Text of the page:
Greece has repulsed nearly 35,000 migrants trying to cross onto its territory illegally since Turkey opened its border nearly a week ago, government sources said on Thursday, as it prepares to deport hundreds of others who made it through.
Thousands of migrants have made for Greece since Ankara said on Feb. 28 that it would let migrants cross its borders into Europe, reneging on a commitment to hold them on its territory under a 2016 deal with the European Union.
Ankara has accused Greek forces of shooting dead four migrants. a charge rejected by Athens, which says Turkish forces are helping the migrants to cross the border. Both sides used tear gas at the Kastanies border post on Wednesday.
Turkey's interior minister, Suleyman Soylu, visited Edirne province bordering Greece on Thursday and announced the deployment of 1,000 special police to the area to halt the pushback of migrants towards its territory.
Soylu, who said on Wednesday that Turkey was preparing a case at the European Court of Human Rights over Greece's treatment of migrants, accused Greek forces of wounding 164 people and pushing back nearly 5,000 into Turkey.
The situation at the Kastanies border crossing was calm on Thursday. Migrants - many of whom are from Afghanistan and Pakistan as well as Syria and other Arab nations - huddled in tents and makeshift camps on the Turkish side of the border.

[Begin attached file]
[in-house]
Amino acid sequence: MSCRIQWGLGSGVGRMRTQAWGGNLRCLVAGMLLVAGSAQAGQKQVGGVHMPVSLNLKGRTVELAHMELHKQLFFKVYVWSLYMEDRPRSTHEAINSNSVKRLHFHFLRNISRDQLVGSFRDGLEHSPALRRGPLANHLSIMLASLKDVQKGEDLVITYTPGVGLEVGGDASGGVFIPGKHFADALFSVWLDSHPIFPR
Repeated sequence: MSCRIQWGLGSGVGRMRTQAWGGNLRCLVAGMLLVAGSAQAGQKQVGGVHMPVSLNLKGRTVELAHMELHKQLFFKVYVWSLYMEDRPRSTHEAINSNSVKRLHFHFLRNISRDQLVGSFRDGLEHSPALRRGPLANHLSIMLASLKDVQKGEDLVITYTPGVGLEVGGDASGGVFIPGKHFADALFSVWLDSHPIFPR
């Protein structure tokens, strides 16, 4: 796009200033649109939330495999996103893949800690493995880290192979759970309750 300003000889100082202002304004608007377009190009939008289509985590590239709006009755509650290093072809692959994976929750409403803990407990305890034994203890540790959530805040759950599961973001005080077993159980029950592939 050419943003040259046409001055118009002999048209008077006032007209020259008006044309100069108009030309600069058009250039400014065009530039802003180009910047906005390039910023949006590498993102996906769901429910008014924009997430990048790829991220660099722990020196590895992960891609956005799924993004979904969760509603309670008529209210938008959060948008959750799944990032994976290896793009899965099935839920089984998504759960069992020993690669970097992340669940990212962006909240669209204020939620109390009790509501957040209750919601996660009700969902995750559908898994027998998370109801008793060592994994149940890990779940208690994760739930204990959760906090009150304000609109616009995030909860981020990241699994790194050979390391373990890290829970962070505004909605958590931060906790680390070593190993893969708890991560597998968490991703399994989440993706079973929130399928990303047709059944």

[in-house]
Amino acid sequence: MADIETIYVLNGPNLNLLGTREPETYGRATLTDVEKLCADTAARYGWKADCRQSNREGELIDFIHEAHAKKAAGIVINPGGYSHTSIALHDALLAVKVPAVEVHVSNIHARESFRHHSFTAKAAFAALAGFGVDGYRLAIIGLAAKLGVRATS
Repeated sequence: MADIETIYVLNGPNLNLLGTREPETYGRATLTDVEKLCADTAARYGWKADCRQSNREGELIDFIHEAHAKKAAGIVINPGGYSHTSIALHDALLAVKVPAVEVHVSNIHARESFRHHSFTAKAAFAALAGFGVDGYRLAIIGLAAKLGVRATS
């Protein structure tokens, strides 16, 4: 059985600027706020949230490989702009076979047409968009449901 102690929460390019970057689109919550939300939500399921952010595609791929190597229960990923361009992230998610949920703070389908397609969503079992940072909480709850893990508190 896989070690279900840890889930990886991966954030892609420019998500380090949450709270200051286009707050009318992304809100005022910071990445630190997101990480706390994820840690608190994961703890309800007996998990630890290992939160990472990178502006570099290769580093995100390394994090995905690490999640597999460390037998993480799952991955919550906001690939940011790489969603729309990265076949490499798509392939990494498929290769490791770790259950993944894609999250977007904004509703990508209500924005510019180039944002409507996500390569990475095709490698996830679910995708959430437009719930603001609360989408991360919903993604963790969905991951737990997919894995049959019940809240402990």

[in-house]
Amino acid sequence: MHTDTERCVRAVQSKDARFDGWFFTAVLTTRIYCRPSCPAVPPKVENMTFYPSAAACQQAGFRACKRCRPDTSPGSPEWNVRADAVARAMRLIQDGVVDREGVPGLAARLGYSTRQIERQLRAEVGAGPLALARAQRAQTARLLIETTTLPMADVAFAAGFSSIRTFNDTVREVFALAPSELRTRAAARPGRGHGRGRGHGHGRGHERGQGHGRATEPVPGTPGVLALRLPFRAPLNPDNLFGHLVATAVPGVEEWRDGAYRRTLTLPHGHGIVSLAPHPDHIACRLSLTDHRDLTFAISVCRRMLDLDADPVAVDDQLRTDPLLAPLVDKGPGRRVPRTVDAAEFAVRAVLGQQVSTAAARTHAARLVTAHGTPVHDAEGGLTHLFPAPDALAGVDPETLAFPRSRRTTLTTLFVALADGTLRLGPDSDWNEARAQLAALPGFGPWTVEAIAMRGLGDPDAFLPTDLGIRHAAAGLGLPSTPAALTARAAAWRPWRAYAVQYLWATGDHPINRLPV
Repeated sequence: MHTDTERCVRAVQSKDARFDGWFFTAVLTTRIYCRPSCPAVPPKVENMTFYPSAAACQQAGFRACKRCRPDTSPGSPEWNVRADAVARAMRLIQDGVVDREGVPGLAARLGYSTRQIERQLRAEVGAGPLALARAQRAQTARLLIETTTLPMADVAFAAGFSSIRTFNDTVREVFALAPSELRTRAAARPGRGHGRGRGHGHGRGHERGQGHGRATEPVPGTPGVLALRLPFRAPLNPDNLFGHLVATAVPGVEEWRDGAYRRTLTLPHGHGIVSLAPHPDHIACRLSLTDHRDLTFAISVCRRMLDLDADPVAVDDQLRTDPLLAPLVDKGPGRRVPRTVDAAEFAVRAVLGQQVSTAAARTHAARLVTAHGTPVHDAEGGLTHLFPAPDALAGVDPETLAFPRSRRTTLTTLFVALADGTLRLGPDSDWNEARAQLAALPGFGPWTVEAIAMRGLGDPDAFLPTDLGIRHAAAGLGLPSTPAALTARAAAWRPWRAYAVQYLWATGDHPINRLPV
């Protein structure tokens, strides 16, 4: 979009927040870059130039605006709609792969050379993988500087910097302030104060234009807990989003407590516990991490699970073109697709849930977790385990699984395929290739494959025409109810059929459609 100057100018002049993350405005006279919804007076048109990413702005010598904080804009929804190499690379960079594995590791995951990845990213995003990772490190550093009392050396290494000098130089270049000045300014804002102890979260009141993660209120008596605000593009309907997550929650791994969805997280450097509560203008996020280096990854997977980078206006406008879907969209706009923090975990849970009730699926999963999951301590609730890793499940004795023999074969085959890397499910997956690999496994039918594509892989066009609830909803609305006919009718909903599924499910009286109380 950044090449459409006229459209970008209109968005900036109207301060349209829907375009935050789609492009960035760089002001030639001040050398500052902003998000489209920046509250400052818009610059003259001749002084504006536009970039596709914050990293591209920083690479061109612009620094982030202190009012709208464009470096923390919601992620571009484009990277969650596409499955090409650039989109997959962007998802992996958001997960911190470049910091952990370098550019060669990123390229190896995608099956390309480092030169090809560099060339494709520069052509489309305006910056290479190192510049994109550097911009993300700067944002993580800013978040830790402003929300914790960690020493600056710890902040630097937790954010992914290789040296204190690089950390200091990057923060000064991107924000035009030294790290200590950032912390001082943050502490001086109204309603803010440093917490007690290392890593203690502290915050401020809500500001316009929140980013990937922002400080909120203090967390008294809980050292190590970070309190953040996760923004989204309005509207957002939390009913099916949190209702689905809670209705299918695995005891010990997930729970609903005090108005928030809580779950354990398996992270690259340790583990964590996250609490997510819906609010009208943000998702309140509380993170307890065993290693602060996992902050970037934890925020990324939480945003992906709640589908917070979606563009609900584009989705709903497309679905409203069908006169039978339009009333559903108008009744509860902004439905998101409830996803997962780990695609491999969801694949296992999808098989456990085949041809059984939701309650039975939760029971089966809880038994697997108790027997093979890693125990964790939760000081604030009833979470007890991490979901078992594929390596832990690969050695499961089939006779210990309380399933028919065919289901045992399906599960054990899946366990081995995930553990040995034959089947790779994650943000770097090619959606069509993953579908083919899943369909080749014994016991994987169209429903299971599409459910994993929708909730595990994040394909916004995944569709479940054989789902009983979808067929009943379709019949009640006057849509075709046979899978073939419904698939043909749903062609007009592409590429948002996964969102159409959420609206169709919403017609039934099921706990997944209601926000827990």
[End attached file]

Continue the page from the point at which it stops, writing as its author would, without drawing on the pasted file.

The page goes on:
Greek border guards rebuffed nearly 7,000 attempts in the last 24 hours alone, taking the total since Feb. 29 to 34,778 and the number of arrests of those who got through to 244, the Greek government sources said.
Migrants who arrived in Greece illegally after March 1 will be transferred to the northern city of Serres and deported back to their own countries, Greek Migration Minister Notis Mitarachi said late on Wednesday.
"Our aim is to return them to their countries," he told the Athens News Agency.
Mitarachi also said migrants who entered Greece prior to Jan. 1, 2019 and are living on its Aegean islands would be transferred to the mainland in the coming days.
Athens announced on March 1 that it would not accept any new asylum applications for a month following the build-up of migrants at the border. This has triggered criticism from human rights agencies.
The Aegean Sea remained choppy on Thursday and there were no further sightings of dinghies carrying migrants to Lesbos and other Greek islands from the nearby Turkish coast.
Lesbos already hosts more than 20,000 asylum seekers, many of them living in filthy conditions in overcrowded camps
Greece and the EU accuse Turkey of deliberately goading the migrants to cross the border as a way of pressuring Brussels into offering more money or supporting Ankara's geopolitical aims in the Syrian conflict.
Turkey, which already hosts 3.6 million Syrian refugees and faces another influx from an upsurge in fighting in northwest Syria, says it cannot take in any more and complains that EU aid falls well short of what is needed for the refugees.
President Tayyip Erdogan discussed the migrant issue with senior EU officials in Ankara on Wednesday but his spokesman said the Europeans had made "no concrete proposition" on how to resolve the crisis.
Ankara's change in policy towards the migrants on its soil came after at least 33 Turkish soldiers were killed by Russian-backed Syrian government forces in an air strike in Syria.
Erdogan flew to Moscow on Thursday for talks with Russia's President Vladimir Putin over a potential ceasefire in Syria's Idlib, where their militaries are facing off in a war that has displaced nearly a million people in three months.